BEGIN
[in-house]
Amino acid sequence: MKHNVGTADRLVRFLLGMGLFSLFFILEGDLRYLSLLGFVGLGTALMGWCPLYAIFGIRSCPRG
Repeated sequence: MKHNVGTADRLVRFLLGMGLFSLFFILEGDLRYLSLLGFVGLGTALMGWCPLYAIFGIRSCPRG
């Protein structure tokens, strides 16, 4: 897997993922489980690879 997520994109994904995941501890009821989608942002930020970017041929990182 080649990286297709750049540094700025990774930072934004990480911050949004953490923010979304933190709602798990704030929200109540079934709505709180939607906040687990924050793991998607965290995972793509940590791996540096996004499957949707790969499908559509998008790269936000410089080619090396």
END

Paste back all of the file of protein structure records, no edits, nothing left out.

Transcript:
[in-house]
Amino acid sequence: MKHNVGTADRLVRFLLGMGLFSLFFILEGDLRYLSLLGFVGLGTALMGWCPLYAIFGIRSCPRG
Repeated sequence: MKHNVGTADRLVRFLLGMGLFSLFFILEGDLRYLSLLGFVGLGTALMGWCPLYAIFGIRSCPRG
């Protein structure tokens, strides 16, 4: 897997993922489980690879 997520994109994904995941501890009821989608942002930020970017041929990182 080649990286297709750049540094700025990774930072934004990480911050949004953490923010979304933190709602798990704030929200109540079934709505709180939607906040687990924050793991998607965290995972793509940590791996540096996004499957949707790969499908559509998008790269936000410089080619090396």